Some good news on the heels of the marriage equality defeat in the Maryland state legislature: A majority of Americans—53 percent—now support marriage equality according to a new ABC News/Washington Post poll. That’s up from only 32 percent support in 2004.
Some of the biggest gains in support have come from religious Americans. Sixty-three percent of white Catholics now support marriage equality, up from just 40 percent in 2004. White Protestants also show major shifts—57 percent of nonevangelical Protestants support marriage equality, up from 2004 when only 41 percent showed support.
It’s true that white evangelicals remain widely opposed—only 25 percent support marriage equality. But even that number is an 11 percent increase from 2004, when only 14 percent showed support.
These numbers demonstrate that the public has moved ahead of the religious institutions they belong to and the politicians who represent them. Those in the pews are expressing a lived reality that is dynamic and complex. More and more, people have openly gay and lesbian friends, co-workers, and family members. They have neighbors who live in committed same-sex unions. When real people bump up against religious ideology, most often it’s the ideology that breaks and gets swept away.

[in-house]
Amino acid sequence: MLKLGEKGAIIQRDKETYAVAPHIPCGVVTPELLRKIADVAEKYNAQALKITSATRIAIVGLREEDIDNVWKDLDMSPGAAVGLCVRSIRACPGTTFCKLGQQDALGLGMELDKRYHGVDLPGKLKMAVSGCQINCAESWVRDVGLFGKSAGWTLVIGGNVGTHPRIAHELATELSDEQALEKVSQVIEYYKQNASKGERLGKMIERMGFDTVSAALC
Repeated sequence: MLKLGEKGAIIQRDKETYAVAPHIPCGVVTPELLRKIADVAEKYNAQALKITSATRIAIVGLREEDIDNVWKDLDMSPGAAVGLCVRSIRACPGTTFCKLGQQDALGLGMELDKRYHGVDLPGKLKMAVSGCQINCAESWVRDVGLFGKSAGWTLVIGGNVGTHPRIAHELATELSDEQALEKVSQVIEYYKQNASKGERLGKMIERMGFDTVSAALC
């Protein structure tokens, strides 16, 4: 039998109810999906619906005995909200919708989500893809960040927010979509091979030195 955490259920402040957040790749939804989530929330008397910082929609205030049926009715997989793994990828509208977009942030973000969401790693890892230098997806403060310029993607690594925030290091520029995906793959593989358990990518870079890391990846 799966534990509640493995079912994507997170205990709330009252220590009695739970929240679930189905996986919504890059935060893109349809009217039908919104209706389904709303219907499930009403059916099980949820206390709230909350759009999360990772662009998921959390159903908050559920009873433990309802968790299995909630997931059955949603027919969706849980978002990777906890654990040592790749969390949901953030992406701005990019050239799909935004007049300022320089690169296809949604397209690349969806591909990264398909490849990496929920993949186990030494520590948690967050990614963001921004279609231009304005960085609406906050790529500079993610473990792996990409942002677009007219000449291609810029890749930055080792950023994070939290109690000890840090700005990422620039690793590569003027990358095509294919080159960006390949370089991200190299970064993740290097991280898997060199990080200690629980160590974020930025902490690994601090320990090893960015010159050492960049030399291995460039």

But that’s not the only reason religious people are increasingly supportive of marriage equality. Many faith communities are working hard to welcome gay, lesbian, bisexual, and transgender people into their congregations and stand up for LGBT moral equality. From study groups that wrestle with sacred texts to prophetic witnessing for nondiscrimination policies, religious institutions are increasingly including LGBT issues as part of their justice mission and seeing LGBT people as reflecting the image of God just as they are.
The growing acceptance of equality for gay, lesbian, bisexual, and transgender Americans among religious groups is recounted in a recent book, American Grace, by Robert Putnam and David Campbell. Religious support for homosexuality is growing in measurable ways according to the book, especially among younger Americans. More and more, religious views on same-sex marriage across all ages are starting to resemble secular views.
This is not to say that all battles for LGBT equality have been won. Quite the contrary. House Speaker John Boehner has taken it upon himself (on behalf of the U.S. House of Representatives) to defend the Defense of Marriage Act after the Obama administration dropped support of the law last month. A coalition of religious groups supported Boehner’s defense, including the U.S. Conference of Catholic Bishops, the National Association of Evangelicals, and others.
But surely these groups must feel the winds of history blowing against them. Surely they sense their own people pulling away, not because they lack religious belief but because they are living their faith in a vibrant way, showing once again that the long arc of history bends toward justice.
Sally Steenland is Director of the Faith and Progressive Policy Initiative at American Progress.